I know when we encounter 0/0 as the result of taking a limit, we cannot conclude to the value of the limit. But what about 0/0 for a function? I am confused because in last year's final calculus exam, there's a question that reads:(adsbygoogle = window.adsbygoogle || []).push({});

Calculate the gradient vector of the function

[tex]f(x,y)=\frac{x^4+y^3}{x^2+y^2}[/tex]

at all point (including at (0,0)).

But for exemple,

[tex]\left[ \frac{\partial f}{\partial x} \right]_{(0,0)} = \left[\frac{4x^3}{x^2+y^2}-\frac{2x^5}{(x^2+y^2)^2}-\frac{2xy^3}{(x^2+y^2)^2}\right]_{(0,0)} = \frac{0}{0}[/tex]

**Physics Forums - The Fusion of Science and Community**

Dismiss Notice

Join Physics Forums Today!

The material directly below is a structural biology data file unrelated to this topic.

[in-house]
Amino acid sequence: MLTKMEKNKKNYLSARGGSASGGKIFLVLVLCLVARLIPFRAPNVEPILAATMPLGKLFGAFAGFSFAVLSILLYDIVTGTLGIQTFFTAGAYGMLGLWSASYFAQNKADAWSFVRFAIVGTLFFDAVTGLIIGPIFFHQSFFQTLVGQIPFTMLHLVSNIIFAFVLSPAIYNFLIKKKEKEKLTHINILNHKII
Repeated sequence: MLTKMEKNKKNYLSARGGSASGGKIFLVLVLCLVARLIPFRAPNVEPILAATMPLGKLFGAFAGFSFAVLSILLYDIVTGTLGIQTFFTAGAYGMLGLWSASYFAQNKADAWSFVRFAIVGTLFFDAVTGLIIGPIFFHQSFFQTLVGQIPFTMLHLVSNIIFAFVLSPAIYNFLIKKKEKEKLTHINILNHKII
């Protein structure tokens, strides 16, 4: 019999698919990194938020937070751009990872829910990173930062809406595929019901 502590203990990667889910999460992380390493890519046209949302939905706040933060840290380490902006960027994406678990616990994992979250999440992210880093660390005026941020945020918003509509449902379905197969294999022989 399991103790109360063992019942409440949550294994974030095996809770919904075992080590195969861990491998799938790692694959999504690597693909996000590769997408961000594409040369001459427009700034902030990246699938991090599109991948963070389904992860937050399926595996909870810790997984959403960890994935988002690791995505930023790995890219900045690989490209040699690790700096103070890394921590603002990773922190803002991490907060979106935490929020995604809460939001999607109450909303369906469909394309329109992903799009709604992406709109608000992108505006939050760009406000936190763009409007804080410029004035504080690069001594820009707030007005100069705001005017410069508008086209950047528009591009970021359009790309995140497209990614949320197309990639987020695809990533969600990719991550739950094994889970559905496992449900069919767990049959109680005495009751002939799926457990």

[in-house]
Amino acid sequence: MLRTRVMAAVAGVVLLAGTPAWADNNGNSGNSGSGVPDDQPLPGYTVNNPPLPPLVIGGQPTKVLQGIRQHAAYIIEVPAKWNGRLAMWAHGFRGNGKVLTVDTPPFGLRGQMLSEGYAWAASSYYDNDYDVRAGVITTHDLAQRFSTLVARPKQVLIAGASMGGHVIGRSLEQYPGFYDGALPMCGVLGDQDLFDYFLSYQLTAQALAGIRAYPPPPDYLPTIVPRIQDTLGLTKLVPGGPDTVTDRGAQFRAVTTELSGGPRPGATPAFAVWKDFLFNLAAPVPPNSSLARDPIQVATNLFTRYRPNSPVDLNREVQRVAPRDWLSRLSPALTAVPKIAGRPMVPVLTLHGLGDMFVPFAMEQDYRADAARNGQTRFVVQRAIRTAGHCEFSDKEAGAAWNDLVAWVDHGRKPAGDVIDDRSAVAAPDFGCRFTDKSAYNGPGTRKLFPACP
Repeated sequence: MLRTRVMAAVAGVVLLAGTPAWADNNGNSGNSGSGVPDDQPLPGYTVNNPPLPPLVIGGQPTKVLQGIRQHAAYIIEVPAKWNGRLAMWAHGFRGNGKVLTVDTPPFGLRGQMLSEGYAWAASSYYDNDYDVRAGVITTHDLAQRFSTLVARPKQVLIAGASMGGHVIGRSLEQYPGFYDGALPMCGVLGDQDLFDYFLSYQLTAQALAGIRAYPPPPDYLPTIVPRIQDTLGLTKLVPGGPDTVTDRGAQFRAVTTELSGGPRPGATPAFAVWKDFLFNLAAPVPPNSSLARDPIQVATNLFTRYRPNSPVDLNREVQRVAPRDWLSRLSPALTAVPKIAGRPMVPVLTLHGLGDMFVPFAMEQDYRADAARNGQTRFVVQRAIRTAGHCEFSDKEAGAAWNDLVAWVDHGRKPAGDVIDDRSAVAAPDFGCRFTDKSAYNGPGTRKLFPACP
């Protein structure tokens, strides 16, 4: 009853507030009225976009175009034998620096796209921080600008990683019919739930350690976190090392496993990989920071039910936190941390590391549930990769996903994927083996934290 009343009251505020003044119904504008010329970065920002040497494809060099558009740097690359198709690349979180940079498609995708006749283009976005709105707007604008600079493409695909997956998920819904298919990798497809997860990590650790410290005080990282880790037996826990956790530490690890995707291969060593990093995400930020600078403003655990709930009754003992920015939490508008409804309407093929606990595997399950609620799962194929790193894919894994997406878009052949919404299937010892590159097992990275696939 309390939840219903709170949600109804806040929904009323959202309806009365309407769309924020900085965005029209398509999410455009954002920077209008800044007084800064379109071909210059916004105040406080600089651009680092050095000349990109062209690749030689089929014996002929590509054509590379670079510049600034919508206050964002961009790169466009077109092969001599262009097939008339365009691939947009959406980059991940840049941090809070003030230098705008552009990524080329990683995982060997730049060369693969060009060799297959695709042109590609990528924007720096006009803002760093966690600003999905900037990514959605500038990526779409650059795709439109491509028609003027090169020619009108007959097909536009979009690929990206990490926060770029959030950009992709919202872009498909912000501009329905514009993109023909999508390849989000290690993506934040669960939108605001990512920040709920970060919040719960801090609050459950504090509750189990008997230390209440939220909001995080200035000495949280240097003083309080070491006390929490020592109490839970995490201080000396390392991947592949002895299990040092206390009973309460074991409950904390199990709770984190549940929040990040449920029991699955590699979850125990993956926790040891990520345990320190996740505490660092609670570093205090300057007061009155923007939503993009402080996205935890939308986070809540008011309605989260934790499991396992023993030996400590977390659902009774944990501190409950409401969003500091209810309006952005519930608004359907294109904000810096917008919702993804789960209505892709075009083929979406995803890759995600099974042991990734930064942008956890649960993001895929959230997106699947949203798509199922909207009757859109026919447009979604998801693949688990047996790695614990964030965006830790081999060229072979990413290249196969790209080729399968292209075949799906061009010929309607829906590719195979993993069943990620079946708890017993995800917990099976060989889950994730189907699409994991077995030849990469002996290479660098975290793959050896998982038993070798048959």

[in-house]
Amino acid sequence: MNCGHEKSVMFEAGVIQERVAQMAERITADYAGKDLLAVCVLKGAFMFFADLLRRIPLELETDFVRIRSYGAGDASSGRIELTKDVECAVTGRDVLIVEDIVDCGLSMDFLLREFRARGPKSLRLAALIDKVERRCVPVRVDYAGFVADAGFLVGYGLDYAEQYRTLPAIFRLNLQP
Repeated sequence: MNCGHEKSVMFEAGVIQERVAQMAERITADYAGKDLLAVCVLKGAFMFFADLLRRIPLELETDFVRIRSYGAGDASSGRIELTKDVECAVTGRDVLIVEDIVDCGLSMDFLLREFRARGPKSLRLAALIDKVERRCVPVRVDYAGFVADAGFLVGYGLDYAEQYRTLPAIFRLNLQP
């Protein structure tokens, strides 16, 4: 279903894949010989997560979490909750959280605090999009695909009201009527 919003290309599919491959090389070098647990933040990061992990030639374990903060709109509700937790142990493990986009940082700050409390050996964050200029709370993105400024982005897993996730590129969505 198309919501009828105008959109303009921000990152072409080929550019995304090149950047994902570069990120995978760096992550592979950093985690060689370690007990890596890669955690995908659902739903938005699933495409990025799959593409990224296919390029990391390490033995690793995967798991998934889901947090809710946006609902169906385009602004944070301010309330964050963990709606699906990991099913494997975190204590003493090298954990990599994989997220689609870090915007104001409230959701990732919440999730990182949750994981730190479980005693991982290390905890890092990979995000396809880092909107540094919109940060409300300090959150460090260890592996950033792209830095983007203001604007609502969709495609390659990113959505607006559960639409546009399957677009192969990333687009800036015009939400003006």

The friendliest, high quality science and math community on the planet! Everyone who loves science is here!

The friendliest, high quality science and math community on the planet! Everyone who loves science is here!

# 0/0 as the result of taking a limit

Loading...

Similar Threads for result taking limit | Date |
---|---|

A Getting a finite result from a non-converging integral | Yesterday at 6:32 PM |

B How can I show the sum results in this? | Mar 12, 2018 |

A How to get this result for this integral? | Mar 27, 2017 |

I How do I apply Chain Rule to get the desired result? | Jan 15, 2017 |

What is meant by "take the derivative of a function"? | Sep 28, 2015 |

**Physics Forums - The Fusion of Science and Community**